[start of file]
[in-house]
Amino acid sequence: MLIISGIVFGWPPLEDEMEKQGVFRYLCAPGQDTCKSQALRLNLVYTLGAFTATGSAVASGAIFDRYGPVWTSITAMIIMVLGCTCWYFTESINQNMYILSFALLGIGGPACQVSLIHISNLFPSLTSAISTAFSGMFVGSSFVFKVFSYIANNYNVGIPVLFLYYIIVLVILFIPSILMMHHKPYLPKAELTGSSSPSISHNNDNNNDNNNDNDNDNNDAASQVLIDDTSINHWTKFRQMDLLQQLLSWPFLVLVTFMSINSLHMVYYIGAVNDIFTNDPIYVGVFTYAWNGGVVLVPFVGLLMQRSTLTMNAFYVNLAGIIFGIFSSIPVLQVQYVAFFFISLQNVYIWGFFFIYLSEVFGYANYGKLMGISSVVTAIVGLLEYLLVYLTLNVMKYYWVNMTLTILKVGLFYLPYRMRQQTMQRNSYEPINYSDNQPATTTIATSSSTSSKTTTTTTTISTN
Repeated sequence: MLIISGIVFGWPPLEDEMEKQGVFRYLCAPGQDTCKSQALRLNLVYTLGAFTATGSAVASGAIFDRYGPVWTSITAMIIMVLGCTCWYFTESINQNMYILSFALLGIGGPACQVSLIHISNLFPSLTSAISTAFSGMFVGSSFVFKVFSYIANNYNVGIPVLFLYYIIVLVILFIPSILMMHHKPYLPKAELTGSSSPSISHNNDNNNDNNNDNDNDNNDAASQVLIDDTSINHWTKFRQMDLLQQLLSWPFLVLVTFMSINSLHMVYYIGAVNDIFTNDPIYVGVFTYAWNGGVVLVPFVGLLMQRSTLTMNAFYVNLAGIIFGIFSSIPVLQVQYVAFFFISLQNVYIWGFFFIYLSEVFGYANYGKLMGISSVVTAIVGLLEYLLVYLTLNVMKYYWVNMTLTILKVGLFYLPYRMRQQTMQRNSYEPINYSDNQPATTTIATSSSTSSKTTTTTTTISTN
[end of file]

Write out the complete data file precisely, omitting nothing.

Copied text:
[in-house]
Amino acid sequence: MLIISGIVFGWPPLEDEMEKQGVFRYLCAPGQDTCKSQALRLNLVYTLGAFTATGSAVASGAIFDRYGPVWTSITAMIIMVLGCTCWYFTESINQNMYILSFALLGIGGPACQVSLIHISNLFPSLTSAISTAFSGMFVGSSFVFKVFSYIANNYNVGIPVLFLYYIIVLVILFIPSILMMHHKPYLPKAELTGSSSPSISHNNDNNNDNNNDNDNDNNDAASQVLIDDTSINHWTKFRQMDLLQQLLSWPFLVLVTFMSINSLHMVYYIGAVNDIFTNDPIYVGVFTYAWNGGVVLVPFVGLLMQRSTLTMNAFYVNLAGIIFGIFSSIPVLQVQYVAFFFISLQNVYIWGFFFIYLSEVFGYANYGKLMGISSVVTAIVGLLEYLLVYLTLNVMKYYWVNMTLTILKVGLFYLPYRMRQQTMQRNSYEPINYSDNQPATTTIATSSSTSSKTTTTTTTISTN
Repeated sequence: MLIISGIVFGWPPLEDEMEKQGVFRYLCAPGQDTCKSQALRLNLVYTLGAFTATGSAVASGAIFDRYGPVWTSITAMIIMVLGCTCWYFTESINQNMYILSFALLGIGGPACQVSLIHISNLFPSLTSAISTAFSGMFVGSSFVFKVFSYIANNYNVGIPVLFLYYIIVLVILFIPSILMMHHKPYLPKAELTGSSSPSISHNNDNNNDNNNDNDNDNNDAASQVLIDDTSINHWTKFRQMDLLQQLLSWPFLVLVTFMSINSLHMVYYIGAVNDIFTNDPIYVGVFTYAWNGGVVLVPFVGLLMQRSTLTMNAFYVNLAGIIFGIFSSIPVLQVQYVAFFFISLQNVYIWGFFFIYLSEVFGYANYGKLMGISSVVTAIVGLLEYLLVYLTLNVMKYYWVNMTLTILKVGLFYLPYRMRQQTMQRNSYEPINYSDNQPATTTIATSSSTSSKTTTTTTTISTN